- The Washington Times - Tuesday, October 8, 2002

ASSOCIATED PRESS
Excerpts from President Bush's address to the nation last night:
Tonight I want to take a few minutes to discuss a grave threat to peace, and America's determination to lead the world in confronting that threat.
The threat comes from Iraq. It arises directly from the Iraqi regime's own actions its history of aggression, and its drive toward an arsenal of terror.
Eleven years ago, as a condition for ending the Persian Gulf War, the Iraqi regime was required to destroy its weapons of mass destruction, "to cease all development of such weapons" and to stop all support for terrorist groups. The Iraqi regime has violated all of those obligations. It possesses and produces chemical and biological weapons. It is seeking nuclear weapons. It has given shelter and support to terrorism, and practices terror against its own people. The entire world has witnessed Iraq's 11-year history of defiance, deception and bad faith.
We also must never forget the most vivid events of recent history. On September 11, 2001, America felt its vulnerability even to threats that gather on the other side of the earth. We resolved then and we are resolved today to confront every threat, from any source, that could bring sudden terror and suffering to America.
Many Americans have raised legitimate questions: About the nature of the threat. About the urgency of action and why be concerned now? About the link between Iraq developing weapons of terror, and the wider war on terror. These are all issues we have discussed broadly and fully within my administration. And tonight, I want to share those discussions with you.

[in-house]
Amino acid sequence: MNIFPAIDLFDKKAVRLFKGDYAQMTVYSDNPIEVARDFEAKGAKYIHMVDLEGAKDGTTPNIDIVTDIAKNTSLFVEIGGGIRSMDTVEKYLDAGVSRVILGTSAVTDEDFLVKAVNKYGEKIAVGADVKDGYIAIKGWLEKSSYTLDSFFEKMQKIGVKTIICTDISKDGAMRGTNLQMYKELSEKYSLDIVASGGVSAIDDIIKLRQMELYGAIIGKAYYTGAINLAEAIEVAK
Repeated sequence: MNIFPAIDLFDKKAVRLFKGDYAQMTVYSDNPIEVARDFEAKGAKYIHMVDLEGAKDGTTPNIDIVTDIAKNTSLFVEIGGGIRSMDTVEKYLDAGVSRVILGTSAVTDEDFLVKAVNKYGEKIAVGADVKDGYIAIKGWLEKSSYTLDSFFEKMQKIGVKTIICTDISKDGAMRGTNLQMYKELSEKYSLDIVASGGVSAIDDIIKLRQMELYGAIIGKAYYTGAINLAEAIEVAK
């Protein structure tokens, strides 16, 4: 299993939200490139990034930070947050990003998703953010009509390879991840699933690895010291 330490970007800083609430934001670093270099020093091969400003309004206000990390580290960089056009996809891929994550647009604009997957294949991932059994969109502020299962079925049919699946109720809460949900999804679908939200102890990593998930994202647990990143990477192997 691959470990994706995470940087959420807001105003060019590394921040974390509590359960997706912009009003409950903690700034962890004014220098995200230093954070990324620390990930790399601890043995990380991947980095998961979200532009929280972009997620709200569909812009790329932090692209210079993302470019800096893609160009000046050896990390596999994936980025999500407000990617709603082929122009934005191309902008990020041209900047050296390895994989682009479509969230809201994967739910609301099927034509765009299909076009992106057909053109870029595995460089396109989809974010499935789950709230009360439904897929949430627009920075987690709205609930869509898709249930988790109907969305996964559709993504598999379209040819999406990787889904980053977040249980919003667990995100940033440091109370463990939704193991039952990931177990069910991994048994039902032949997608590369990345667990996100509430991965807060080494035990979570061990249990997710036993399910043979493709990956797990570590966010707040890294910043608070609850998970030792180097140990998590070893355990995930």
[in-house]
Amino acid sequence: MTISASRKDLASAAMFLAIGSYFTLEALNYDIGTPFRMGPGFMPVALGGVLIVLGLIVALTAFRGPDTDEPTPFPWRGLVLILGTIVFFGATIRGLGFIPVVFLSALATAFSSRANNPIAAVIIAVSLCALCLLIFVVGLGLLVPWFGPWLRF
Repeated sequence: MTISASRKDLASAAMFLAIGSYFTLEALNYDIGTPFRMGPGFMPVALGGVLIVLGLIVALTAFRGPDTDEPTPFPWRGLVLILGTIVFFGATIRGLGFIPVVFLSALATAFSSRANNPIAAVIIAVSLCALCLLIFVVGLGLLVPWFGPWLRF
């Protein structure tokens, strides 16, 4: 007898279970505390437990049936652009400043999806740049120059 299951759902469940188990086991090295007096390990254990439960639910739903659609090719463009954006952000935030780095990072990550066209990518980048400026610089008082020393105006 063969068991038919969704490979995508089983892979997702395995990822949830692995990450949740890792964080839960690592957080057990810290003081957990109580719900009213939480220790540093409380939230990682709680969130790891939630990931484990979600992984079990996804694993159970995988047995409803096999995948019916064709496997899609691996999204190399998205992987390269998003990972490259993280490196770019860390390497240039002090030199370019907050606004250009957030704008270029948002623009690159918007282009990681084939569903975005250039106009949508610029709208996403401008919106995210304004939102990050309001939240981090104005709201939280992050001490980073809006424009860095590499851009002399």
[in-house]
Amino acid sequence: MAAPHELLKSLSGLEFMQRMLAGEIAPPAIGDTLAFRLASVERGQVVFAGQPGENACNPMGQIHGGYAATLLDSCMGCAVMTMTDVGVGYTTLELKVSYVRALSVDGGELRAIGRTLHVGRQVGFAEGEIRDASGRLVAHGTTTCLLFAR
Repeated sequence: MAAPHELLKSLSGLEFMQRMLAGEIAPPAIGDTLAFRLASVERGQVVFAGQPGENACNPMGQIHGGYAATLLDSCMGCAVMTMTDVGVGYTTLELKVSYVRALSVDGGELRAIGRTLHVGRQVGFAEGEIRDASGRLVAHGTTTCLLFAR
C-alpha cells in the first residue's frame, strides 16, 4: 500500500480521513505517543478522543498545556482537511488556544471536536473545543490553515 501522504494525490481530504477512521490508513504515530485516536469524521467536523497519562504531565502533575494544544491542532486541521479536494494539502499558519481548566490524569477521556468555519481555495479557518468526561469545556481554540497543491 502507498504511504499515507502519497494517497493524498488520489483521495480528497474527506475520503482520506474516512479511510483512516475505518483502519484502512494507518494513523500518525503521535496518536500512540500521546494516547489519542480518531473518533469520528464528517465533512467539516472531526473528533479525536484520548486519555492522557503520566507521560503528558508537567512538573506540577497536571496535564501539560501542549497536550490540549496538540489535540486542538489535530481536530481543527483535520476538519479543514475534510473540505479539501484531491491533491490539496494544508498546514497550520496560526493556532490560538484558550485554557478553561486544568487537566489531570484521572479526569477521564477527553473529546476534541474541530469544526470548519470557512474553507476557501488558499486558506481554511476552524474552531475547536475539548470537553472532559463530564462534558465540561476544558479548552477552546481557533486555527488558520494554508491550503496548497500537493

First, some ask why Iraq is different from other countries or regimes that also have terrible weapons. While there are many dangers in the world, the threat from Iraq stands alone because it gathers the most serious dangers of our age in one place. Iraq's weapons of mass destruction are controlled by a murderous tyrant, who has already used chemical weapons to kill thousands of people. This same tyrant has tried to dominate the Middle East, has invaded and brutally occupied a small neighbor, has struck other nations without warning and holds an unrelenting hostility towards the United States.
By its past and present actions, by its technological capabilities, by the merciless nature of its regime, Iraq is unique. As a former chief weapons inspector for the U.N. has said, "The fundamental problem with Iraq remains the nature of the regime itself: Saddam Hussein is a homicidal dictator who is addicted to weapons of mass destruction."